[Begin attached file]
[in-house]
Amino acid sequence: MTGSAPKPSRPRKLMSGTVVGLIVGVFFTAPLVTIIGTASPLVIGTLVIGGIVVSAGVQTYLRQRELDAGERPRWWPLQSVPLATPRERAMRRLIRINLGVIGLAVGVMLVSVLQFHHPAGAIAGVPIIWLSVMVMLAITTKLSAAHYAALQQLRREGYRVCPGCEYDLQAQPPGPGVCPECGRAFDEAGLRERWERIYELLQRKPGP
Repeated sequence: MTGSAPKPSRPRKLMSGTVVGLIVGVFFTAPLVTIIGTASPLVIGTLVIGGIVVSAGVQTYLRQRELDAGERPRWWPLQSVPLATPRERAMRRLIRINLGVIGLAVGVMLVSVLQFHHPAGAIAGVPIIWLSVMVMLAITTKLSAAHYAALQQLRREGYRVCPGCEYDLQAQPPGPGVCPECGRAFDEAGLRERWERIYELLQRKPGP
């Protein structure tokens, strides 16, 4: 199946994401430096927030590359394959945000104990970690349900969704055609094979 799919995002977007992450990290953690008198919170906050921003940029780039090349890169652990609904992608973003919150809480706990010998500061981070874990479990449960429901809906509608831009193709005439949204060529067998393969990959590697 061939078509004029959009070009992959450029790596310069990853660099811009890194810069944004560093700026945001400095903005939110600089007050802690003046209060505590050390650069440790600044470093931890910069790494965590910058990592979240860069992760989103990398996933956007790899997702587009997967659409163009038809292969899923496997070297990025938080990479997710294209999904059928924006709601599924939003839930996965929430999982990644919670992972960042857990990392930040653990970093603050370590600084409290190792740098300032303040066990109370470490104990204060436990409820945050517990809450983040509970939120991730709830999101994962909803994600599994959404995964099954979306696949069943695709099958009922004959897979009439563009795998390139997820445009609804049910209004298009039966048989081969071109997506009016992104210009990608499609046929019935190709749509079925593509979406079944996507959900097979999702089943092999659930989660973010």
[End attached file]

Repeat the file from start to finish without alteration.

[in-house]
Amino acid sequence: MTGSAPKPSRPRKLMSGTVVGLIVGVFFTAPLVTIIGTASPLVIGTLVIGGIVVSAGVQTYLRQRELDAGERPRWWPLQSVPLATPRERAMRRLIRINLGVIGLAVGVMLVSVLQFHHPAGAIAGVPIIWLSVMVMLAITTKLSAAHYAALQQLRREGYRVCPGCEYDLQAQPPGPGVCPECGRAFDEAGLRERWERIYELLQRKPGP
Repeated sequence: MTGSAPKPSRPRKLMSGTVVGLIVGVFFTAPLVTIIGTASPLVIGTLVIGGIVVSAGVQTYLRQRELDAGERPRWWPLQSVPLATPRERAMRRLIRINLGVIGLAVGVMLVSVLQFHHPAGAIAGVPIIWLSVMVMLAITTKLSAAHYAALQQLRREGYRVCPGCEYDLQAQPPGPGVCPECGRAFDEAGLRERWERIYELLQRKPGP
């Protein structure tokens, strides 16, 4: 199946994401430096927030590359394959945000104990970690349900969704055609094979 799919995002977007992450990290953690008198919170906050921003940029780039090349890169652990609904992608973003919150809480706990010998500061981070874990479990449960429901809906509608831009193709005439949204060529067998393969990959590697 061939078509004029959009070009992959450029790596310069990853660099811009890194810069944004560093700026945001400095903005939110600089007050802690003046209060505590050390650069440790600044470093931890910069790494965590910058990592979240860069992760989103990398996933956007790899997702587009997967659409163009038809292969899923496997070297990025938080990479997710294209999904059928924006709601599924939003839930996965929430999982990644919670992972960042857990990392930040653990970093603050370590600084409290190792740098300032303040066990109370470490104990204060436990409820945050517990809450983040509970939120991730709830999101994962909803994600599994959404995964099954979306696949069943695709099958009922004959897979009439563009795998390139997820445009609804049910209004298009039966048989081969071109997506009016992104210009990608499609046929019935190709749509079925593509979406079944996507959900097979999702089943092999659930989660973010």